First , it was the July 15 Downtown Pensacola Gallery Night, an event where the city closes off Palafox Street, hauls in every possible musical group to assail the ears, encourages shops and restaurant to exceed their best effort, plans for the art galleries to stay up late(of which there are an astonishingly large number of really quality art venues, one of which, the Quayside Gallery, involves a number of our PBCA members, especially Rich and Darla Willows), and schedules a quite exceptional car show, which draws every type of collector car imaginable. Of course, nothing would satisfy our PBCA slave-drivers except that we bring our British car out en masse. Your loyal correspondent hauled out the gleaming, jewel-like TR 6, which, in my estimation, led the field of about 15 British cars, dwarfed among a sea of Detroit iron. PBCA members perused the beautiful American cars (I especially lusted after a gorgeous turquoise and white 1955 Chevrolet Bel Air), and wandered through the watering holes of Downtown Pensacola, stopping occasionally for a light libation and savory comestibles. Despite my being flogged into participation (I had planned instead to clean out my sock drawer), it was, all in all, a delightful evening.

                Next, and on the same weekend, if you can believe it, came with freight train speed the Annual Pig Roast at the home of Jeanne and Tom Schmitz. OK, I’ll admit this event had been planned for more than a year, but it still caught me by surprise. This July 17 event, the 16th in number, is indeed a gala event, and despite torrential rains, which, while inconvenient, were welcomed by most in dry as bones Northwest Florida, was still well attended by some 75 participants. The food was wonderful, the pig, making the ultimate sacrifice, was appreciated by everyone, the talk was convivial, and the electronic racing proved only that some persons should never be allowed to drive anything faster than a Yugo. I report this only second-handedly, as family obligations prevented my presence, but I must admit, I regretted not being in attendance. All were grateful to the Schmitz for their hospitality.

                As I write today, the Hadji Shrine’s 18th Annual Car Show looms like doom on the horizon, and the leaders of PBCA, all graduates of the CIA School of Torture, will be smiling sinisterly as they urge us to “make a good showing, boys and girls, so as to reflect well on the club,” all the while twirling a truncheon behind their backs. Admittedly, the Shrine has made great accommodations for the inclusion of British cars, and striven mightily to make us feel welcome, but is that any reason I should change my plans to clip my nails on Saturday, and instead to trudge off to the show, where it is likely I will again be unjustly overlooked for a trophy? I say no, but I am not sure I can stand the pain if I am a no-show.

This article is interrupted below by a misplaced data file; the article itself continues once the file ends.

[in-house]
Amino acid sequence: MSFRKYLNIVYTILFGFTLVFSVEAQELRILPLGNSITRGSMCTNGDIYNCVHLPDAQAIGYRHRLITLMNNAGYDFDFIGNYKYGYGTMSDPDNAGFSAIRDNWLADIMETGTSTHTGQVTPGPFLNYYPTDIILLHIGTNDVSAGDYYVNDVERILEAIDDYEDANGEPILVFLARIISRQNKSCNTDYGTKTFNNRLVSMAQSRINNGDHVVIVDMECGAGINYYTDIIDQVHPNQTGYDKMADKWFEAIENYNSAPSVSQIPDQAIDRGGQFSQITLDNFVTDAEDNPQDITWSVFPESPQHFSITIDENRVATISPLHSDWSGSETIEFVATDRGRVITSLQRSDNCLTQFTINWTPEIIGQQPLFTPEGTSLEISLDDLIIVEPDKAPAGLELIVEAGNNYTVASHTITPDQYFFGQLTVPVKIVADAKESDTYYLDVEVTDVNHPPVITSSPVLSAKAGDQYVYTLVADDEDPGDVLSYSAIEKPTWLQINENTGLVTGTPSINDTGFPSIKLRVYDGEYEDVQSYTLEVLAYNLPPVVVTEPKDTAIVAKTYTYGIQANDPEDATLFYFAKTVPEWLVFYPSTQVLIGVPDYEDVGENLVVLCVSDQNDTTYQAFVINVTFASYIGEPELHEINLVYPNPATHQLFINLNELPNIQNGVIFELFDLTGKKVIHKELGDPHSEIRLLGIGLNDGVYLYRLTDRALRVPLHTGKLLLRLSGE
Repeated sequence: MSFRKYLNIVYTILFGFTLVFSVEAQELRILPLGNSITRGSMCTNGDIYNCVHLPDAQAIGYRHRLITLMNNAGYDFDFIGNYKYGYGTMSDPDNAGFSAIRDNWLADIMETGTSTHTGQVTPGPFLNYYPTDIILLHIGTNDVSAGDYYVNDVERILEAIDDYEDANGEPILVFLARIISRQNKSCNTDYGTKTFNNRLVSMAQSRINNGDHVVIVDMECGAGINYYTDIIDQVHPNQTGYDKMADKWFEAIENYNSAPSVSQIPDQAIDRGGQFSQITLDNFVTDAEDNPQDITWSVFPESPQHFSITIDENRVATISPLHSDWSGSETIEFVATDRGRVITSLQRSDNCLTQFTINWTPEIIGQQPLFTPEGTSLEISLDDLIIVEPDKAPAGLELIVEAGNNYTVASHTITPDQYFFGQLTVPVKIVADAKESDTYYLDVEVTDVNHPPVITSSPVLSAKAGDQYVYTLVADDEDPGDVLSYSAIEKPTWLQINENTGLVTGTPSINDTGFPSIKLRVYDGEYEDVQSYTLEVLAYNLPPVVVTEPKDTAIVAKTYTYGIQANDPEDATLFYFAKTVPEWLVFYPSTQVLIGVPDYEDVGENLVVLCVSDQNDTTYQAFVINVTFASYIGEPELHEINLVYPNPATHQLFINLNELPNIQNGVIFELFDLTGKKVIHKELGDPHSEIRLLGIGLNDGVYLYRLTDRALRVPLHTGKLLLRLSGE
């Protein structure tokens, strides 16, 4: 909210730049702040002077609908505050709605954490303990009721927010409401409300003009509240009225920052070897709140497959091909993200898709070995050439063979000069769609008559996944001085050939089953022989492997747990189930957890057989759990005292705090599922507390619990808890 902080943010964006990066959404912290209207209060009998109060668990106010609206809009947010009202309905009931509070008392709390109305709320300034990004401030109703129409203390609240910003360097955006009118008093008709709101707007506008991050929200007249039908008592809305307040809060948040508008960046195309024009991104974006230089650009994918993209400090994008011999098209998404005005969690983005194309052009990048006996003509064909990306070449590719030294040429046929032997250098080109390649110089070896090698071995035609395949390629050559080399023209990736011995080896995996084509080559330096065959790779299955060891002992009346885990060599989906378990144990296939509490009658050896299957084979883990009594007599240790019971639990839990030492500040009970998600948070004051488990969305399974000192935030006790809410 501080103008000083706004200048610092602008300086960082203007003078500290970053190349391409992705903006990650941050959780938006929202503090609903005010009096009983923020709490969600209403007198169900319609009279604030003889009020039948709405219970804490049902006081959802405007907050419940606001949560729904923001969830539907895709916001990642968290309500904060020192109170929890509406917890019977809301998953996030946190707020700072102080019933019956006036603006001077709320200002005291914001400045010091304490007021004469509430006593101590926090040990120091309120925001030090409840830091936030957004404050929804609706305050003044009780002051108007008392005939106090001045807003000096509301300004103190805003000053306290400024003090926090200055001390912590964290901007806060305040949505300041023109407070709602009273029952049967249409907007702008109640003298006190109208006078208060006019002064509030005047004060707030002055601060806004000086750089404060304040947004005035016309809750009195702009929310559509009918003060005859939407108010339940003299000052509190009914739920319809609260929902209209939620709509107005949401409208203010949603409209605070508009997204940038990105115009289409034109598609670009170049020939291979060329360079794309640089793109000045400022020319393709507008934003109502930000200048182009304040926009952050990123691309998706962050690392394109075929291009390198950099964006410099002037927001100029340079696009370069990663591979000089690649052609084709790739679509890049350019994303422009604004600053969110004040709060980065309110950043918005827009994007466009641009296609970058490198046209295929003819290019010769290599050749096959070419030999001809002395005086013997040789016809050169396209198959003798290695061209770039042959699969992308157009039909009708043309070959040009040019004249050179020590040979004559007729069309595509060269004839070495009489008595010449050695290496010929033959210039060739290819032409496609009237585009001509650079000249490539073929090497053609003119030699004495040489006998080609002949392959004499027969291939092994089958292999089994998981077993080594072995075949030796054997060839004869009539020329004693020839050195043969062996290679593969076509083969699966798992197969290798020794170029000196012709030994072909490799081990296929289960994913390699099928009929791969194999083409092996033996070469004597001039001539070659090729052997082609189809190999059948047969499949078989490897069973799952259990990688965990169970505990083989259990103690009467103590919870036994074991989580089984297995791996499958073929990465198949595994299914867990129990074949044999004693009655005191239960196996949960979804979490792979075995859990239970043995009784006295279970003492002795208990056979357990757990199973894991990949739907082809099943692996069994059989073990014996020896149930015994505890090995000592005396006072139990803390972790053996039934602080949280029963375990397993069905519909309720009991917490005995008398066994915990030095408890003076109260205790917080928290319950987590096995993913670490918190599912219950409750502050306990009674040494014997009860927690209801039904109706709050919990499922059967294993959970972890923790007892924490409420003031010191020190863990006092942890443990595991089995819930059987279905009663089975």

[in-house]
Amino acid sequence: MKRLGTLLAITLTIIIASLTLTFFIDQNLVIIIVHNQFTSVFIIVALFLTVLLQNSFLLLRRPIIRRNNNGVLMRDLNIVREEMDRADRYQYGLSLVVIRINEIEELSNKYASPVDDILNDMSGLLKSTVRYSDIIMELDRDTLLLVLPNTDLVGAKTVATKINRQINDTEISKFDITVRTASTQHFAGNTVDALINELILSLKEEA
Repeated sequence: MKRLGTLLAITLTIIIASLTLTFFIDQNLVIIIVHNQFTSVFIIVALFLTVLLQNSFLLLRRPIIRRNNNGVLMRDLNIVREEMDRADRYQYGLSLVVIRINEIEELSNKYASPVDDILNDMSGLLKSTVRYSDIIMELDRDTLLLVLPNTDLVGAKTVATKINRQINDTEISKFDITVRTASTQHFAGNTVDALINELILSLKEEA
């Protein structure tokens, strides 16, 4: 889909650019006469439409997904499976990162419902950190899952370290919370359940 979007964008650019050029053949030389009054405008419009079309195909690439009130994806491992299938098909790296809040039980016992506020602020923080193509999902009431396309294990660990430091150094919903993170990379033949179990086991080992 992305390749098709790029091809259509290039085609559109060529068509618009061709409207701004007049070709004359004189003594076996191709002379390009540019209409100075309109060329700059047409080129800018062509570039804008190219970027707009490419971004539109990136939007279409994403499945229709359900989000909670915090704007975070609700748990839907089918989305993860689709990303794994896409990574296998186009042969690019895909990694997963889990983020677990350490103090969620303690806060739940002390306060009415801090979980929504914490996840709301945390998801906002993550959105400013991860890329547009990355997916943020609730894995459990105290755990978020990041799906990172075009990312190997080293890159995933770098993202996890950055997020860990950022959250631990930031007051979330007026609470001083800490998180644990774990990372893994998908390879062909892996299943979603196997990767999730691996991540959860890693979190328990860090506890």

Still to come is the Lighthouse and Naval Museum Tour, scheduled for August 6. This driving event is planned to conclude with lunch at the Cubi Bar Café (a reconstruction of the naval hangout found on the shores of Cubi Point in the Philippines). As delightful as this event will no doubt be, it interferes with my plans to sharpen all the pencils in the house on that day. I guess, given the vituperative threats already aimed my way, I will have to give up my industrious plans and to suffer with dull-pointed pencils ad infinitum.

                After that, back to those interminable PBCA meeting, the next which is scheduled for August 15, including a sterling presentation, entitled “Surveying Your British Car,” planned by Mike Bamford. And the beat goes on. At least, September beckons, when the temperature in Northwest Florida goes from broiling to merely blistering, and my usual hummingbird-like energy level returns. Hope springs eternal in the human breast and relief is on the way.

                However, no doubt, PBCA leadership, meeting right now in some dark, damp cave, surrounded by sharp-faced trolls hissing softly, “Yes, master, yes, master,” will continue to accelerate the pace, but some of us will resist mightily. I personally plan to write insulting things about them in my diary.

                Here’s wishing you a great fall and just enough mechanical troubles to make your next outing in your British car interesting.